Profile: Thomas W. Smith

November 7, 2008


Left: Thom in class looking at student work. He stood well over 6 feet tall.

Thom Smith was a high-school English teacher. He was my teacher when I arrived from California as a new student for my senior year in a suburban Chicago high school. He wasn't my first mentor; he wasn't my last mentor. He did save my life. He's the reason every morning I'm grateful that I've had mentors. He's the reason I started teaching artists residencies in the public schools. He's the reason I've worked in mentor programs. He transformed my understanding of writing as a craft and he transformed the way I keep journals: simply put, he gave me tools to follow my passion.

I almost didn't meet Thom. When I met with a counselor at my new school there were problems with my transcript from Australia. Filtered through two California schools in one and a half years, credits weren't adding up. The counselor, knowing I was college bound, suggested a string of classes which left, in the whole year, one elective. I decided to take "Creative Writing" in the fall semester. That was Thom's class.

When I met Thom initially I took a dislike to him. During our second class, after he had reviewed and thoroughly corrected our first prose piece (and failed to see any merit in mine, because to paraphrase his words, I was hiding behind language in order to preach a point instead of showing it), I sat, angrily composing a defense of my piece for the appropriate moment. Thom discussed high and low points of the other students' work. I was jarred back to reality by his dismissive comment about the Dickensian qualities of writing he didn't want to see. When I launched into a defense of Dickens ("David Copperfield" got me through a fully booked, 20-hour Air India flight from Bangkok to Athens, with five cigar smokers) he calmly pointed out that I had misheard him, he'd said, "Dick and Jane-sian," to convey the overly simplistic sentence structure of the legendary reading primers.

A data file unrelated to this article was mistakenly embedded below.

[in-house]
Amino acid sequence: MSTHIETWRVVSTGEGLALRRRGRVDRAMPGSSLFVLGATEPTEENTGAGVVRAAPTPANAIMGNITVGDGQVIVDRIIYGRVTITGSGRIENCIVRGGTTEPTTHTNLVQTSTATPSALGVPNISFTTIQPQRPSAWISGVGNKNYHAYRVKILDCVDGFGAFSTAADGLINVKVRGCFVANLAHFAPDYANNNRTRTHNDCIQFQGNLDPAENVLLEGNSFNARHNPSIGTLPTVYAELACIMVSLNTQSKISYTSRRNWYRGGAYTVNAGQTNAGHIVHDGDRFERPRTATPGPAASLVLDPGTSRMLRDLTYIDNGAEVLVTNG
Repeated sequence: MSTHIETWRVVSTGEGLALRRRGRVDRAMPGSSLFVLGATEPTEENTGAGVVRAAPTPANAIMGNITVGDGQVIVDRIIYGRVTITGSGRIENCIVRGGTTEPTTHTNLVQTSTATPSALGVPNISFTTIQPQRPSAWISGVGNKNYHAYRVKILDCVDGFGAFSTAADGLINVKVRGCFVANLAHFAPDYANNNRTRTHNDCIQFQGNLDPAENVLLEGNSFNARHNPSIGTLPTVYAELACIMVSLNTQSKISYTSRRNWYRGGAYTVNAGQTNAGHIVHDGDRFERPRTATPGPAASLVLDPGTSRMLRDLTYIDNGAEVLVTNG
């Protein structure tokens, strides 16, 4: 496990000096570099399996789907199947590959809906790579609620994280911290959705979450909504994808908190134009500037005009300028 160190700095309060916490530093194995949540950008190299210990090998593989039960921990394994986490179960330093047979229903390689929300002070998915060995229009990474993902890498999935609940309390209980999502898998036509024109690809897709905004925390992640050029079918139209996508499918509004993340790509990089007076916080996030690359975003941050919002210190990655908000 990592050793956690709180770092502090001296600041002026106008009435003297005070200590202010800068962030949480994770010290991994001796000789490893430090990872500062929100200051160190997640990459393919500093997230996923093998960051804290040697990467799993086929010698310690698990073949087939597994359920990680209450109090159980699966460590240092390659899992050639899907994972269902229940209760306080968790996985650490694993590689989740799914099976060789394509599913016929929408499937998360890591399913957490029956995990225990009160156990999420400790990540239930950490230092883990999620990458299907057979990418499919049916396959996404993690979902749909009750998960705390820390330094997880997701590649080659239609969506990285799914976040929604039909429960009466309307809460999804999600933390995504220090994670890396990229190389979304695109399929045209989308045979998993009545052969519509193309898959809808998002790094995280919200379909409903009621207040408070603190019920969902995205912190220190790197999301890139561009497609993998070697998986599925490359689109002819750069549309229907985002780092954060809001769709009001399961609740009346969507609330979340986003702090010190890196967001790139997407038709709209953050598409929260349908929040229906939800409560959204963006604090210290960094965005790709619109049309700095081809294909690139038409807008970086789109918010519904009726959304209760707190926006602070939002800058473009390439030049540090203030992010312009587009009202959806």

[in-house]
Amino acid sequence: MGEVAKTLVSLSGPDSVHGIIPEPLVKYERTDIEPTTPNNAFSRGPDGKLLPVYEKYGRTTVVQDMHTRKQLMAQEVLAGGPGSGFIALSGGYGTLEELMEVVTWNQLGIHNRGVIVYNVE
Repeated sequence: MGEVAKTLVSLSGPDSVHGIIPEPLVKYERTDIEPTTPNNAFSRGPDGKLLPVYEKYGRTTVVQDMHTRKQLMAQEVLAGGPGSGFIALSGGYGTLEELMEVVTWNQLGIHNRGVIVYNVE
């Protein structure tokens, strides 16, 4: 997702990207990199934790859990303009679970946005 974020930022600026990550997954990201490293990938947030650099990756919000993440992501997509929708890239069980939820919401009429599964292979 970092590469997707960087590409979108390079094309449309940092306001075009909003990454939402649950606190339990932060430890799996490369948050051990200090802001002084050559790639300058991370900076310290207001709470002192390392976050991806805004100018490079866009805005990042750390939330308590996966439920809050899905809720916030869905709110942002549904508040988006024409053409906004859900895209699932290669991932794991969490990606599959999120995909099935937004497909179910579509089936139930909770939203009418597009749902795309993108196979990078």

The whole class had a good laugh. And Thom had my number. He also happened to be a fan of Dickens, but he insisted I read Trollope, and Thackeray (again), and George Eliot, as well as additional Thomas Hardy novels I'd overlooked. Having raced through the Victorians filling in the gaps, Thom modernized my reading list with Edwardians, Virginia Woolf (I ended up doing my senior honors thesis on Woolf because of this exposure), Flannery O'Connor, and living authors like Joyce Carol Oates and John Updike. Finally he introduced me to the crème de la crème, Muriel Spark. While she wasn't a third culture kid like I am, he rightly supposed that her sojourn as a young adult in Africa would create a connection, and her most famous book, The Prime of Miss Jean Brodie, would help me put my Australian schooling in perspective. Throughout our mentorship and then our adult friendship Thom continued to push my reading list to become more and more contemporary. I may still prefer Dickens, but I can appreciate much of modern fiction thanks to Thom. (He also started my long lived attachment to the New Yorker Magazine. He wanted me to read about current books, movies, and theater.)

Students in Thom's class were required to keep written journals, in spiral bound, lined notebooks. In less than a week I'd abandoned my old hard bound diary into which I crammed everything and started writing like there was no tomorrow. Writing about everything, not just the day's events. Thom taught us the importance of getting a rough draft down and how to go about the business of rewriting. My journal was filled with paragraphs that I fiddled with and sentences that I recast. My written journal is still kept the same way today: a mix of what happened, a mix of what I am thinking, and a mix of drafts.

So what made Thom a great mentor? Well first, in only one teacher/parent meeting he was able to profile my relationship with my parents and help me coexist (I have it on authority from my mother that I was lippy); second, he fed my mind with the food I needed (great literature) and taught me how to take it seriously, as something to be discussed because ideas could make a difference in life. Third, he reinforced by word and action, my belief that the mind was as important as I held it to be. All of that would have made him a good mentor, what made him a great mentor was that he listened. His listening created the impression that I had his undivided attention. And I did. But so did hundreds of other students. That's what made him great at it.